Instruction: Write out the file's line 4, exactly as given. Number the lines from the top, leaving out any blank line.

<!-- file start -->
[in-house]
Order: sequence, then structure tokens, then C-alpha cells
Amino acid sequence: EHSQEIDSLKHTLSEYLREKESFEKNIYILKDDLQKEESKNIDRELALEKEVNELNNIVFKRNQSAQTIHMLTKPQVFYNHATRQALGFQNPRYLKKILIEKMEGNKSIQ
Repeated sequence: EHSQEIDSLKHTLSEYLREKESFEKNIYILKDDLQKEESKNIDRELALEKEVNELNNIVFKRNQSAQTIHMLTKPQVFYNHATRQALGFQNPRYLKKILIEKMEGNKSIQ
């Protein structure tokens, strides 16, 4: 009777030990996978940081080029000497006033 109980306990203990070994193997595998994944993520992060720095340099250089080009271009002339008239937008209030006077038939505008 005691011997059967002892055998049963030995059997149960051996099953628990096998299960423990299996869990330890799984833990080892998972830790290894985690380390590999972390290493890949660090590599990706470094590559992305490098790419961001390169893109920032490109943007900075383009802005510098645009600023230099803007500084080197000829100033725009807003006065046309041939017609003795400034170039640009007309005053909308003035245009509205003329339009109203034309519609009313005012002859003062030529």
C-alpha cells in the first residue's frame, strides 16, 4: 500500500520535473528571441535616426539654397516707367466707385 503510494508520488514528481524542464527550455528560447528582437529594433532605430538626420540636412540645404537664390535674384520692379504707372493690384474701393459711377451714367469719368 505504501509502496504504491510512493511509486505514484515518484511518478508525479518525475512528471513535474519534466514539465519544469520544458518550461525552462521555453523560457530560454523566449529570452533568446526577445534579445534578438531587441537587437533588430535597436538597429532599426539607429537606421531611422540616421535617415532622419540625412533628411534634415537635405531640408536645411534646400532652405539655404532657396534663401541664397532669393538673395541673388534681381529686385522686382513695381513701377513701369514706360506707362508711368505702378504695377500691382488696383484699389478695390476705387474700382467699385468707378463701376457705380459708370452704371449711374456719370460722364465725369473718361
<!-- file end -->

Repeated sequence: EHSQEIDSLKHTLSEYLREKESFEKNIYILKDDLQKEESKNIDRELALEKEVNELNNIVFKRNQSAQTIHMLTKPQVFYNHATRQALGFQNPRYLKKILIEKMEGNKSIQ